Another nonsensical argument is that South Carolina is using a states’ rights position to defend its law, which it used to defend slavery and racial segregation; therefore, voter ID laws are racist.  Yet South Carolina has been battling the federal government recently over other states’ rights issues, such as ObamaCare and the NLRB’s lawsuit against Boeing for moving jobs from Washington to South Carolina.  The Palmetto State is currently ground zero for states’ rights defenses against federal overreach, and none of it has a whit to do with race.

The media has also been linking South Carolina’s efforts with all sorts of other “racially tinged” proposals emanating from the campaign trail, such as Newt Gingrich’s suggestion that children help keep their schools clean and Rick Santorum’s comment about not wanting minorities to be dependent on government.  Tied together with all of this “coded language” and “racial politicking,” the media is invoking a “climate” of intolerance among GOP nominees and prepping for a revival of the “Republicans Hate Obama Because He’s Black” campaign theme for the fall.

What all of the opponents of the statute have failed to answer is: Why will the new voter ID law specifically disenfranchise blacks?  Are African Americans unable to get driver’s licenses?  Do they not have access to hundreds of local state facilities where an employee will take their picture, put it on a card, and give them an ID?  If African Americans can register and get out to vote every two or four years, why can’t they go pick up a one-time ID?  Do Democrats not consider blacks capable of taking that step?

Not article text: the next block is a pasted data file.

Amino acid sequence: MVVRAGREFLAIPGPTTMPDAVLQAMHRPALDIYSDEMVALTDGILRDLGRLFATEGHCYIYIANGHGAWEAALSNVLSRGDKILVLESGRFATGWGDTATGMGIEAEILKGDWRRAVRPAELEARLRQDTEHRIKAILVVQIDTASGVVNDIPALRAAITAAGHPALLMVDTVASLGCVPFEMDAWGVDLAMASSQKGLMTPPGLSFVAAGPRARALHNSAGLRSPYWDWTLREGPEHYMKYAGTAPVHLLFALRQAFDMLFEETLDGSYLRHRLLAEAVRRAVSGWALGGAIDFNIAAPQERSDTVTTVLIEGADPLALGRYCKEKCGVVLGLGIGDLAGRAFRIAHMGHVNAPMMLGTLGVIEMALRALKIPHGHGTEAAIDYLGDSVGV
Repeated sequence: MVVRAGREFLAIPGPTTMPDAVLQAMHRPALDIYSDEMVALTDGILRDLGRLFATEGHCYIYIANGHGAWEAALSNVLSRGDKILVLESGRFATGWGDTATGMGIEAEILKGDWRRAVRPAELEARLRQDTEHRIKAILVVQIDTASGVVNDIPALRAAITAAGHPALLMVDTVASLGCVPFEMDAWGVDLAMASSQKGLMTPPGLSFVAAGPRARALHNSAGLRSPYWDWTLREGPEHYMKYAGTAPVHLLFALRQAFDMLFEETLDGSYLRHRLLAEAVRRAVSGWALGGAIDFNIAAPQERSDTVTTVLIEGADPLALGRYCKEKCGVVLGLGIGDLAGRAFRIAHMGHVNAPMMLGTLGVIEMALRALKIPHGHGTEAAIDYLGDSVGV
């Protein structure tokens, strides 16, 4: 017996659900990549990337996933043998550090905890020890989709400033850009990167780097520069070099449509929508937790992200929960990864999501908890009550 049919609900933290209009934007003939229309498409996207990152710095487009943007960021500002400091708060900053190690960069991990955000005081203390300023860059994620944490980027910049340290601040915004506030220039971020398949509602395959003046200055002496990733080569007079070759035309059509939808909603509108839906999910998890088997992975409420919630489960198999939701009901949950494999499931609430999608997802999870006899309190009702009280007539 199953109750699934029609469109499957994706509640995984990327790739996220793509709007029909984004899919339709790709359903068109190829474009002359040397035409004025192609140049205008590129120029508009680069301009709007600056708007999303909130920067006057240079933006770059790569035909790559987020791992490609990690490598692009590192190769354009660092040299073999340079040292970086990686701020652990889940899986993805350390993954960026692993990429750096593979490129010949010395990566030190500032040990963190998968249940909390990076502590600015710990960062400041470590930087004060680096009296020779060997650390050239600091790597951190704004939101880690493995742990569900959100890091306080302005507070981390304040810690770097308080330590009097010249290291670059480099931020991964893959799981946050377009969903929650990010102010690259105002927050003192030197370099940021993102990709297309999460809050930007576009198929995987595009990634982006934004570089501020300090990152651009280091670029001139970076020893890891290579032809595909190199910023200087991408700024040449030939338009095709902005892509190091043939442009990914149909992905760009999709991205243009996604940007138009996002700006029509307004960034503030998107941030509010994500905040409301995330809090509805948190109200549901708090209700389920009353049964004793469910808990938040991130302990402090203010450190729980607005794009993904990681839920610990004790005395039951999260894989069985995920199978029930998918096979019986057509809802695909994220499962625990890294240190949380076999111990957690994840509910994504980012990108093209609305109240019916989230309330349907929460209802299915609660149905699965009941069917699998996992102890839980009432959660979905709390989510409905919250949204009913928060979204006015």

In response to these ridiculous criticisms, state legislatures have bent over backwards to make it easy for voters to get IDs.  In addition to Nikki Haley’s Reliable Chauffer Service, the Indiana law allows voters without IDs at the voting booth to cast provisional ballots, so long as they bring their ID cards back or get new ones in the next 10 days, or else sign a statement saying they can’t afford one.  Are Democrats insinuating that blacks can’t fill out forms?

Voting is a right—but it doesn’t take place in a vacuum, and states may use constitutional means to enforce fair, non-fraudulent voting activity on their turf.

No one’s saying we need voter ID laws in every state, or that such laws can’t vary in strictness.  But on this states’ rights issue, South Carolina has determined it needs this particular law to ensure the integrity of its elections.

We need photo IDs to buy alcohol, drive a car, fly on a plane, get a library card, rent a movie, cash a check, enter federal buildings, and collect welfare.  Many of those reviews involve verifying age, residency, credit history, or citizenship; but presenting a voter ID confirms something more fundamental—identity.  Why are Democrats so scared of voters’ having to be who they say they are when they vote?